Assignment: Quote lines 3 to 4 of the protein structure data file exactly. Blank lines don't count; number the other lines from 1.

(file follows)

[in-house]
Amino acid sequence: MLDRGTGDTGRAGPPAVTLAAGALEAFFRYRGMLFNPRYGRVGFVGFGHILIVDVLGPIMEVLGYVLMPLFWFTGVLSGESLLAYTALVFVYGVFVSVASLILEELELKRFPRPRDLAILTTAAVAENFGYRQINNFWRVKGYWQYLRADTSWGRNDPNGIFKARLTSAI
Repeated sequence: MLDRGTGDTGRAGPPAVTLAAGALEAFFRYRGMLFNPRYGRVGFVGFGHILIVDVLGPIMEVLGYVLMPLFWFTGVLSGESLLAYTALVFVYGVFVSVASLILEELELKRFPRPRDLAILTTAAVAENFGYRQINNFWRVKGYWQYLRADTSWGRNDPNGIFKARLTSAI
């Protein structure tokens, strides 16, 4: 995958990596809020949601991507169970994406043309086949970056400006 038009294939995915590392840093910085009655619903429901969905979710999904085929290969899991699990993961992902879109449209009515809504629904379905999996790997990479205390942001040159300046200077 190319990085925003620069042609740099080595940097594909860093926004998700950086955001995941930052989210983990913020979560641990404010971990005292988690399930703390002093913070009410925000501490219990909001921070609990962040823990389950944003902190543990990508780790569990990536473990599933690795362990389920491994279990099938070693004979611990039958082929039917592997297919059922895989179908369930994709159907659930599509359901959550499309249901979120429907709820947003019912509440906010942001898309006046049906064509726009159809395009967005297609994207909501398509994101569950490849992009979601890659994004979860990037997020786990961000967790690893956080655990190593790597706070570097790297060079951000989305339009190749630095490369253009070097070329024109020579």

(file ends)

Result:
Repeated sequence: MLDRGTGDTGRAGPPAVTLAAGALEAFFRYRGMLFNPRYGRVGFVGFGHILIVDVLGPIMEVLGYVLMPLFWFTGVLSGESLLAYTALVFVYGVFVSVASLILEELELKRFPRPRDLAILTTAAVAENFGYRQINNFWRVKGYWQYLRADTSWGRNDPNGIFKARLTSAI
């Protein structure tokens, strides 16, 4: 995958990596809020949601991507169970994406043309086949970056400006 038009294939995915590392840093910085009655619903429901969905979710999904085929290969899991699990993961992902879109449209009515809504629904379905999996790997990479205390942001040159300046200077 190319990085925003620069042609740099080595940097594909860093926004998700950086955001995941930052989210983990913020979560641990404010971990005292988690399930703390002093913070009410925000501490219990909001921070609990962040823990389950944003902190543990990508780790569990990536473990599933690795362990389920491994279990099938070693004979611990039958082929039917592997297919059922895989179908369930994709159907659930599509359901959550499309249901979120429907709820947003019912509440906010942001898309006046049906064509726009159809395009967005297609994207909501398509994101569950490849992009979601890659994004979860990037997020786990961000967790690893956080655990190593790597706070570097790297060079951000989305339009190749630095490369253009070097070329024109020579």